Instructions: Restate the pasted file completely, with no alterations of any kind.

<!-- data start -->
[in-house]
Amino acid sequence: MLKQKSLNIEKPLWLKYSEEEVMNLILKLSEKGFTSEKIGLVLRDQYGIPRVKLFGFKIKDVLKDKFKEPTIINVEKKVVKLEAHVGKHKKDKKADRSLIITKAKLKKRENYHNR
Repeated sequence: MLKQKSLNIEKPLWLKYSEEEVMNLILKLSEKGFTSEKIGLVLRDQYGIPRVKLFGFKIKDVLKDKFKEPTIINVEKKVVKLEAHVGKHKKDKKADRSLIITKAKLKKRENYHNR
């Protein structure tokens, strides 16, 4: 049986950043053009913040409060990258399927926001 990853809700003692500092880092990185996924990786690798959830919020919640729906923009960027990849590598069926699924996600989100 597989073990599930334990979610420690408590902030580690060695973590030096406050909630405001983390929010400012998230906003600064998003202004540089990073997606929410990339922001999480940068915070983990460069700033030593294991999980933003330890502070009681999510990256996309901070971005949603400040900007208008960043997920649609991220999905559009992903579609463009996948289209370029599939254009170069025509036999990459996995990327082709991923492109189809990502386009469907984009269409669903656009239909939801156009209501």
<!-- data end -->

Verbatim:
[in-house]
Amino acid sequence: MLKQKSLNIEKPLWLKYSEEEVMNLILKLSEKGFTSEKIGLVLRDQYGIPRVKLFGFKIKDVLKDKFKEPTIINVEKKVVKLEAHVGKHKKDKKADRSLIITKAKLKKRENYHNR
Repeated sequence: MLKQKSLNIEKPLWLKYSEEEVMNLILKLSEKGFTSEKIGLVLRDQYGIPRVKLFGFKIKDVLKDKFKEPTIINVEKKVVKLEAHVGKHKKDKKADRSLIITKAKLKKRENYHNR
């Protein structure tokens, strides 16, 4: 049986950043053009913040409060990258399927926001 990853809700003692500092880092990185996924990786690798959830919020919640729906923009960027990849590598069926699924996600989100 597989073990599930334990979610420690408590902030580690060695973590030096406050909630405001983390929010400012998230906003600064998003202004540089990073997606929410990339922001999480940068915070983990460069700033030593294991999980933003330890502070009681999510990256996309901070971005949603400040900007208008960043997920649609991220999905559009992903579609463009996948289209370029599939254009170069025509036999990459996995990327082709991923492109189809990502386009469907984009269409669903656009239909939801156009209501």